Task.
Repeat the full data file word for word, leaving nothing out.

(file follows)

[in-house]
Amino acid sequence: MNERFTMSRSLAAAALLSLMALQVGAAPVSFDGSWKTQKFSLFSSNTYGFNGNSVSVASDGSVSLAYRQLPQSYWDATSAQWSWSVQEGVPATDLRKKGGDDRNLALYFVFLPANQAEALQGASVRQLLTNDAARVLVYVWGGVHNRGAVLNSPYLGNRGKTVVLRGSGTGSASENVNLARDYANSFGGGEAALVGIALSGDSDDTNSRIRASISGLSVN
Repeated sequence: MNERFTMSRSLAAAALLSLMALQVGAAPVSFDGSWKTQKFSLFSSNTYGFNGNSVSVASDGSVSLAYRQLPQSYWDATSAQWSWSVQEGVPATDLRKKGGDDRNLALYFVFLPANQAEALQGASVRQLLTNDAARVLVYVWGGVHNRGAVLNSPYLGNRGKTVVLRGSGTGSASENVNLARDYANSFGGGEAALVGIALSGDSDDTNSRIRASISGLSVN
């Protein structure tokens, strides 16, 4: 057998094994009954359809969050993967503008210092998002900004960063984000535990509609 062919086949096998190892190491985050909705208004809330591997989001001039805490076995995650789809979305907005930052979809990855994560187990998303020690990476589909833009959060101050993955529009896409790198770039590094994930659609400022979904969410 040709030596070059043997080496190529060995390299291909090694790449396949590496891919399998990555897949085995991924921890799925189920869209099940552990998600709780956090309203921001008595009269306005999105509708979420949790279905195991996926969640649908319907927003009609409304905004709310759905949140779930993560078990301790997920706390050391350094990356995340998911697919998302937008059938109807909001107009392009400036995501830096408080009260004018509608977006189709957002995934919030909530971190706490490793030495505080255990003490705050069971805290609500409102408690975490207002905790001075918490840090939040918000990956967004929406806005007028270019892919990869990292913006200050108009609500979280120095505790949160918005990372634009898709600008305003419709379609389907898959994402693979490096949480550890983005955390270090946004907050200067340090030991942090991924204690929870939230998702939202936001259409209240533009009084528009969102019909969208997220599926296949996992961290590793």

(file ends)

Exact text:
[in-house]
Amino acid sequence: MNERFTMSRSLAAAALLSLMALQVGAAPVSFDGSWKTQKFSLFSSNTYGFNGNSVSVASDGSVSLAYRQLPQSYWDATSAQWSWSVQEGVPATDLRKKGGDDRNLALYFVFLPANQAEALQGASVRQLLTNDAARVLVYVWGGVHNRGAVLNSPYLGNRGKTVVLRGSGTGSASENVNLARDYANSFGGGEAALVGIALSGDSDDTNSRIRASISGLSVN
Repeated sequence: MNERFTMSRSLAAAALLSLMALQVGAAPVSFDGSWKTQKFSLFSSNTYGFNGNSVSVASDGSVSLAYRQLPQSYWDATSAQWSWSVQEGVPATDLRKKGGDDRNLALYFVFLPANQAEALQGASVRQLLTNDAARVLVYVWGGVHNRGAVLNSPYLGNRGKTVVLRGSGTGSASENVNLARDYANSFGGGEAALVGIALSGDSDDTNSRIRASISGLSVN
């Protein structure tokens, strides 16, 4: 057998094994009954359809969050993967503008210092998002900004960063984000535990509609 062919086949096998190892190491985050909705208004809330591997989001001039805490076995995650789809979305907005930052979809990855994560187990998303020690990476589909833009959060101050993955529009896409790198770039590094994930659609400022979904969410 040709030596070059043997080496190529060995390299291909090694790449396949590496891919399998990555897949085995991924921890799925189920869209099940552990998600709780956090309203921001008595009269306005999105509708979420949790279905195991996926969640649908319907927003009609409304905004709310759905949140779930993560078990301790997920706390050391350094990356995340998911697919998302937008059938109807909001107009392009400036995501830096408080009260004018509608977006189709957002995934919030909530971190706490490793030495505080255990003490705050069971805290609500409102408690975490207002905790001075918490840090939040918000990956967004929406806005007028270019892919990869990292913006200050108009609500979280120095505790949160918005990372634009898709600008305003419709379609389907898959994402693979490096949480550890983005955390270090946004907050200067340090030991942090991924204690929870939230998702939202936001259409209240533009009084528009969102019909969208997220599926296949996992961290590793």